- Public Service Company of New Mexico (PNM) on Monday filed its application to retire the San Juan Generating Station coal-fired plant in 2022, giving state regulators four separate replacement scenarios.
- The first scenario, which PNM described as the lowest cost to customers, would add 280 MW of natural gas peaking units at the San Juan plant site, along with 350 MW of solar capacity and 130 MW of battery storage capacity. The utility expects a capital investment of $733 million to add the new generation, which PNM says would reduce carbon dioxide emissions by 62% and save customers $7.11 per month in 2023 compared with continued operation of the coal plant.
- PNM owns two thirds of the San Juan plant and reached an agreement with minority stakeholders, including Tucson Electric Power, to retire the remaining units in June 2022. The utility will have a lengthy stakeholder process with New Mexico's Public Regulation Commission (PRC) to determine the replacement plan, PNM spokesperson Ray Sandoval told Utility Dive.
Prompted in part by the state's Energy Transition Act passed earlier in March, the utility offered scenarios that would preserve system reliability, reduce emissions and offer savings to customers. The bill set New Mexico on track to have 100% clean energy by 2050.
However, climate groups such as the Sierra Club took issue with the utility's proposal to add new natural gas capacity.
PNM modeled a separate scenario with only renewables, which would cost customers another $5.46 per month in 2023, and a plan without fossil fuels, which included 410 MW of battery storage that would save customers less than $0.50 per month in the first year after San Juan retired.
"We know there [are] models out there that say this would work," Sandoval said, referring to fossil fuel-free replacement options. "But we would have to do 410 MW of battery storage, and that's a percentage of our peak load we felt uncomfortable doing at this time."
He said the battery market's prices are expected to drop and the duration of the products is expected to improve, which would make the transition to a larger amount of storage more advantageous to the utility.
One aspect that utility, consumer and climate advocates can agree on is that the most expensive option would be to continue operating San Juan's coal-burning units. PNM received approval in December for its integrated resource plan to phase out coal-fired generation by 2031.
The utility already has 140 MW of wind resources pending approval in its Renewable Portfolio Case. That capacity and an additional 20 MW of solar that the utility proposed to site at San Juan, in place of the two units retired in 2017, are also part of the San Juan replacement scenarios.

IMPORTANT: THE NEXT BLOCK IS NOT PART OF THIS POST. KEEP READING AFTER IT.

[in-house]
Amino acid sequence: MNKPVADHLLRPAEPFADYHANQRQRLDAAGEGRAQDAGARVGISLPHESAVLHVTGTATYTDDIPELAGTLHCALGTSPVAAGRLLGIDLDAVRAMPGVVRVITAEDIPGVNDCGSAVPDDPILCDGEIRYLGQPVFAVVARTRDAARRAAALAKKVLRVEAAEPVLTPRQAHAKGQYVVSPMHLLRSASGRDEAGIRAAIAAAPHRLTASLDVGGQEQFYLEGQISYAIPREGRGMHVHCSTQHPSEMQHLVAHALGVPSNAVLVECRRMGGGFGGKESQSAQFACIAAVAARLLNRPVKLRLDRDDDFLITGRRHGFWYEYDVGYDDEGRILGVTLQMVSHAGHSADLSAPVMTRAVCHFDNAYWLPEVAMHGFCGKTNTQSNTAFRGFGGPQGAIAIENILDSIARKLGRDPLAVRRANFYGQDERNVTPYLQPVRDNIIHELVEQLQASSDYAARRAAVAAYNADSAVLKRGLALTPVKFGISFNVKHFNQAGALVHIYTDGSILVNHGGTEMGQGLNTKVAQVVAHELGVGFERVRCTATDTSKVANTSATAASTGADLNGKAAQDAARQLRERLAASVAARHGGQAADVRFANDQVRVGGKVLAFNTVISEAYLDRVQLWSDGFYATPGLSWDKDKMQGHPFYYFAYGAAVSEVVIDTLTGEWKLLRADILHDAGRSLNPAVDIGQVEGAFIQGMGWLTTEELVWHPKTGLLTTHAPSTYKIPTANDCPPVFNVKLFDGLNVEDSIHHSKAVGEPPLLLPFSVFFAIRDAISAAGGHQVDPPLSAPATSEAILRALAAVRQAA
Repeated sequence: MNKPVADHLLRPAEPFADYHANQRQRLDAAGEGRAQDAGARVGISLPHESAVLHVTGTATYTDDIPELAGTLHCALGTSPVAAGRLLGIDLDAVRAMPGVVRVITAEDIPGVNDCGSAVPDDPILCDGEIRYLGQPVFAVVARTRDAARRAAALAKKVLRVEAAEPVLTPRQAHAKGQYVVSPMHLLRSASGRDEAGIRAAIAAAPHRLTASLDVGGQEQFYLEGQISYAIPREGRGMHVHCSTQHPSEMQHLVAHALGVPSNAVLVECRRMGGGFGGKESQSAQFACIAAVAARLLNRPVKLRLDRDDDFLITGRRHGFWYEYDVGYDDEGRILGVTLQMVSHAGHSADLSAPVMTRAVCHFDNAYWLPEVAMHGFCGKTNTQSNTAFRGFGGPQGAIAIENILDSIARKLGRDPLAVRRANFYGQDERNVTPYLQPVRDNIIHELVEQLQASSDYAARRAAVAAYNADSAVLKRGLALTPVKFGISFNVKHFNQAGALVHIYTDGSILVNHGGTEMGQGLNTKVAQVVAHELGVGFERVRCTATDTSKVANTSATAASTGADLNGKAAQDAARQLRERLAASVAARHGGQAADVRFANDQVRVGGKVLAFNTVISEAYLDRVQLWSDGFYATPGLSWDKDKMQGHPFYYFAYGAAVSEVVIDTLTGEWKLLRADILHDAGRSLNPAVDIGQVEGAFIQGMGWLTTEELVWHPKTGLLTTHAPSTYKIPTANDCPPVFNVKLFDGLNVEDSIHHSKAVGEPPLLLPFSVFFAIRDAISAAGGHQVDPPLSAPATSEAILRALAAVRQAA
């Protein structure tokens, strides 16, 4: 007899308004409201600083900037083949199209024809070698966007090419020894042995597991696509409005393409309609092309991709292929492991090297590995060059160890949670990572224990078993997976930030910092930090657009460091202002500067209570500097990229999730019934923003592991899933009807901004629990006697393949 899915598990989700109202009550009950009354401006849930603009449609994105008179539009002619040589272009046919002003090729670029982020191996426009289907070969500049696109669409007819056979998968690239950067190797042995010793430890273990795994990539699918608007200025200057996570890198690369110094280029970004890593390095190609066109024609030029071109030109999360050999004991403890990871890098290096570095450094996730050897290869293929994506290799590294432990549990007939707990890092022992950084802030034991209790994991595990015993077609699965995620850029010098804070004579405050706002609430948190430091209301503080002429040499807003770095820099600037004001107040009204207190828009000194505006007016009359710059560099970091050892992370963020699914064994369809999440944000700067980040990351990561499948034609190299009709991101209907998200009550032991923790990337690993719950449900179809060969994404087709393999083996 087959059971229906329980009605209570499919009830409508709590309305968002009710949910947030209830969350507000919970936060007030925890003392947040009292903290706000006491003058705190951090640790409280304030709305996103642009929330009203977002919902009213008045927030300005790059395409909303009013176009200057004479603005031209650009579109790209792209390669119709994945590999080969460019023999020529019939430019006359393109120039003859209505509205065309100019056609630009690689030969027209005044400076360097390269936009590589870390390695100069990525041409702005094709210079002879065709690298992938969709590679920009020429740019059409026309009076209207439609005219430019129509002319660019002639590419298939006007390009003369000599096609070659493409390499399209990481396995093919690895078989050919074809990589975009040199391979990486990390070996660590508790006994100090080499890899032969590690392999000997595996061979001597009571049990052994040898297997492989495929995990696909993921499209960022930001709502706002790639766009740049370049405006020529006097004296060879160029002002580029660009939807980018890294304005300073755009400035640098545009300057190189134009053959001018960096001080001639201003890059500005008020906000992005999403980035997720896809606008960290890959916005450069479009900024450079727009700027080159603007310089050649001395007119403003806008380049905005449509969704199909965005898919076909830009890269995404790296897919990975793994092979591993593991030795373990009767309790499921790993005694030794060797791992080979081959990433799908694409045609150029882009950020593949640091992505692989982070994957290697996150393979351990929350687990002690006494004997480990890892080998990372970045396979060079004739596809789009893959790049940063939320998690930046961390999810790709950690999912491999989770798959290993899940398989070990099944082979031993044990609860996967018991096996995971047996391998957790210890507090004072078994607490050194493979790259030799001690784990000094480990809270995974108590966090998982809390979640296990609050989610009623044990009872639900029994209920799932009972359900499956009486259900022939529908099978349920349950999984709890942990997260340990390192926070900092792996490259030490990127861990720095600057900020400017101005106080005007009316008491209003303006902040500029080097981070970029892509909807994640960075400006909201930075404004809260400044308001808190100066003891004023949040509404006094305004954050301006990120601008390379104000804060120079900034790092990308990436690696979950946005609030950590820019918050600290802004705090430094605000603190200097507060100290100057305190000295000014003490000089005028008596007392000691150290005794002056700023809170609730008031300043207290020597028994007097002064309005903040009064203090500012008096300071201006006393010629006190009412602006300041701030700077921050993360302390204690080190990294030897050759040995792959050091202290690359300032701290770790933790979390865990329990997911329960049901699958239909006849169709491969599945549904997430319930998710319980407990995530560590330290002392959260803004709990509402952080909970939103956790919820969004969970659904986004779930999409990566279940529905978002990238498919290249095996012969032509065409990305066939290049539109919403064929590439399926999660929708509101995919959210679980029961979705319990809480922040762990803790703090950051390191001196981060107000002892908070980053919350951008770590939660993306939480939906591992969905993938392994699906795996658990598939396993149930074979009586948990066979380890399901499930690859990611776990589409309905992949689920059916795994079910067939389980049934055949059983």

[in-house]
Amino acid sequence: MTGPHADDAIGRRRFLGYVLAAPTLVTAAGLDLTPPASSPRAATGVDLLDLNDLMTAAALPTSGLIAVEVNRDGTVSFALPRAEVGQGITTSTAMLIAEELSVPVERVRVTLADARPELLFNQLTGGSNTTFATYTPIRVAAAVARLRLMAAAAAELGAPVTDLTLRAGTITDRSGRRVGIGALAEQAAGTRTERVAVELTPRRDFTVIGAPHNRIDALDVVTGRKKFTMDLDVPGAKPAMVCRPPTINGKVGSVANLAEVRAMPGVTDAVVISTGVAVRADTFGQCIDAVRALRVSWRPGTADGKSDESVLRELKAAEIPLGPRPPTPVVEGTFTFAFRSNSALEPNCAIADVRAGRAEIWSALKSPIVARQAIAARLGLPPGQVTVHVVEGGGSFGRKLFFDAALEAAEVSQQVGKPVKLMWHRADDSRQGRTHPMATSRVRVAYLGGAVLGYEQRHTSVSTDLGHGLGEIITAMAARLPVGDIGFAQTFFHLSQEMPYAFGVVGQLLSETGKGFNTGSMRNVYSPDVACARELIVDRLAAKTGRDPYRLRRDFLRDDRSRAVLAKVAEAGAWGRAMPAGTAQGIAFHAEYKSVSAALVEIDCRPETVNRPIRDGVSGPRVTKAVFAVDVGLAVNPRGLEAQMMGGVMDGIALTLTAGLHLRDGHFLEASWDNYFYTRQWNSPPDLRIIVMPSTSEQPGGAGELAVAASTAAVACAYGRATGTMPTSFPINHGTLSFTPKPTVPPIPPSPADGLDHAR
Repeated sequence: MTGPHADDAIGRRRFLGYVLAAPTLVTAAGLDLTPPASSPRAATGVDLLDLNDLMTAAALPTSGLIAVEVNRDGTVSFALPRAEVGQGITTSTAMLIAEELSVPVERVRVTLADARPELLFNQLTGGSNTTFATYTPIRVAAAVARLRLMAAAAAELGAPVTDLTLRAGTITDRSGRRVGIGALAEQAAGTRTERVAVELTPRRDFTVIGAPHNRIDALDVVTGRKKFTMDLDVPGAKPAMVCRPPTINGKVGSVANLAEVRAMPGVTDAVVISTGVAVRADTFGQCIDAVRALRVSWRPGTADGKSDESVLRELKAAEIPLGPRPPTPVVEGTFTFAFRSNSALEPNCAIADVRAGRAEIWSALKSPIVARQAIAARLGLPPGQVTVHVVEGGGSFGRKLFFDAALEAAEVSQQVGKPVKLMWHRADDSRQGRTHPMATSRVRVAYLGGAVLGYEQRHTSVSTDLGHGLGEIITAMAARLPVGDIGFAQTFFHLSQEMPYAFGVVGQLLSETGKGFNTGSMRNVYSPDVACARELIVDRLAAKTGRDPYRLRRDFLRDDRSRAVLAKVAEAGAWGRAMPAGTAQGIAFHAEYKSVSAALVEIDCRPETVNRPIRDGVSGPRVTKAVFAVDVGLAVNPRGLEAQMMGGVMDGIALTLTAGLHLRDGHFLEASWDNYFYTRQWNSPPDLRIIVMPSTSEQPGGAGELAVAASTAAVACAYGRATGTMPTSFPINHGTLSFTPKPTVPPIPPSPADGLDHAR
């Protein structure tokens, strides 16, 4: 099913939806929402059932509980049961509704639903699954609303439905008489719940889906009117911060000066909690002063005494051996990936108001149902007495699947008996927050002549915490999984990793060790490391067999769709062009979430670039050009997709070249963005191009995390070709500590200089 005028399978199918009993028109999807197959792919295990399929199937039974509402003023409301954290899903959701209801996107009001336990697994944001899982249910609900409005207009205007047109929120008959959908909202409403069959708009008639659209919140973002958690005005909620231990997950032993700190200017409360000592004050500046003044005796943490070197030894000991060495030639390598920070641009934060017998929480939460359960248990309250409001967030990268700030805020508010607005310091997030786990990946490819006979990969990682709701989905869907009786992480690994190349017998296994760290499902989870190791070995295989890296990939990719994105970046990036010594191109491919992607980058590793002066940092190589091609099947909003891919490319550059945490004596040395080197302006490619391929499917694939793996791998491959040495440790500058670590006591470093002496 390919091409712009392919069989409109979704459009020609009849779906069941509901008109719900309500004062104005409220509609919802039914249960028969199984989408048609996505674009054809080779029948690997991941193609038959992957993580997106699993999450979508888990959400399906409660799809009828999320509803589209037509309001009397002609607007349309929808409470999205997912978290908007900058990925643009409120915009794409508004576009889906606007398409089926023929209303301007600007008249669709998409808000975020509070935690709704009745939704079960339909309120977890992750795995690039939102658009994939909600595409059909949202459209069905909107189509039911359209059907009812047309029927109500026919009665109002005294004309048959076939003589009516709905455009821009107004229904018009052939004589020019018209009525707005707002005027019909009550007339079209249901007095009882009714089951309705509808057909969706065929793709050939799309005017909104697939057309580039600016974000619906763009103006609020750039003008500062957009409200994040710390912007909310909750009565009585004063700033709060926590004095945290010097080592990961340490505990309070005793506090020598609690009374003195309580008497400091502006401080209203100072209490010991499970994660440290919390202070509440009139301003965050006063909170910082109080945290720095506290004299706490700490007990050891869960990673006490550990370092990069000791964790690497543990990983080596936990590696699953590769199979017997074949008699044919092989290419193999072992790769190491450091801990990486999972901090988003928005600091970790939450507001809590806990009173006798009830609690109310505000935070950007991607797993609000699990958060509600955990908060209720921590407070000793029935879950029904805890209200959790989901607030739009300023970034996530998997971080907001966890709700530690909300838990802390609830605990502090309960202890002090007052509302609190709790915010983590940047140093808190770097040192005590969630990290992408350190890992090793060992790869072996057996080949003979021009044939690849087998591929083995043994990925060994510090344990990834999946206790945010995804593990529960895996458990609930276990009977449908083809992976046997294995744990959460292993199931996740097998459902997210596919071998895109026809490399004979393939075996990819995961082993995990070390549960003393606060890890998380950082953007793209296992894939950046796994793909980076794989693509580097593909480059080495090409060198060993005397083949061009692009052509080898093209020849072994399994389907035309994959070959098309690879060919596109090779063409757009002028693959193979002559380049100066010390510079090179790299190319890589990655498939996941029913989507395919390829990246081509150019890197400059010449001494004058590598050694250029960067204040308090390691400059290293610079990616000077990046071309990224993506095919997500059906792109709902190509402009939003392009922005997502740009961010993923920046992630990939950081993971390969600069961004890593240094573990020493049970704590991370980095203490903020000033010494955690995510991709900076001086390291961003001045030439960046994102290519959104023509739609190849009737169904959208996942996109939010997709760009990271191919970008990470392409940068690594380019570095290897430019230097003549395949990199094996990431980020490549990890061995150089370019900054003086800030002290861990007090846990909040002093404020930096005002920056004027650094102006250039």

The lowest cost scenario, with 280 MW of new gas, "saves PNM customers over $80 million in 2023. This is all done pursuant to the recently passed Energy Transition Act and shows how good outcomes can be achieved when people work together to solve problems," Steve Michel, deputy director of Western Resource Advocates' Clean Energy Program, said in a statement.
To smooth the transition for the communities affected by the coal plant's closure, PNM requested the authority to issue $361 million of "energy transition bonds," which must be repaid across its entire customer base in order for the utility to cover its debt, decommissioning costs and fund severance pays, and workforce trainings, according to an 8-K Form filed on Monday. PNM forgave $109 million of debt "to make the transition easier for our customers," Sandoval said.
The following capacity and costs are associated with the additions of PNM's cheapest scenario:
|Project||Resource||Nameplate Capacity||Capital Investment||County|
|Clenera Arroyo Solar Project||Solar||300 MW||$360M||McKinley|
|Clenera Arroyo Storage Project||Battery||40 MW, 160 MWh||(part of above)°||McKinley|
|Jicarilla 1 Solar Project||Solar||50 MW||$70M||Rio Arriba|
|Jicarilla Storage Project||Battery||20 MW, 80 MWh||(part of above)°||Rio Arriba|
|Piñon Generating Station and Transmission Line||Natural Gas||280 MW||$212.3M*||San Juan|
|Sandia Storage Project||Battery||40 MW, 80 MWh||$50.5M||Bernalillo|
|Zamora Storage Project||Battery||30 MW, 60 MWh||$40.3M||Bernalillo|
°PNM combined project cost for the solar and storage components.
*Generating station construction is estimated at $192.3 million and transmission line at $20 million.
PNM had previously suggested a 456 MW addition of gas to meet reliability requirements. Although the gas capacity has been reduced, climate advocates like Sierra Club have noted that all-clean energy resources will be better options.
"The commission process will provide opportunities for us to analyze the best mix of replacement power," Camilla Geibelman, Sierra Club's Rio Grande chapter director, said in a statement.
Sierra Club published a study in February suggesting that the gas capacity could be substituted by cleaner resources for less cost: 300 MW of solar, 180 MW of utility-scale storage and 19 MW of demand response. The plan did not include wind resources.
"There is a good amount of wind on the system already, so bringing in solar sort of diversifies the system," Geibelman told Utility Dive.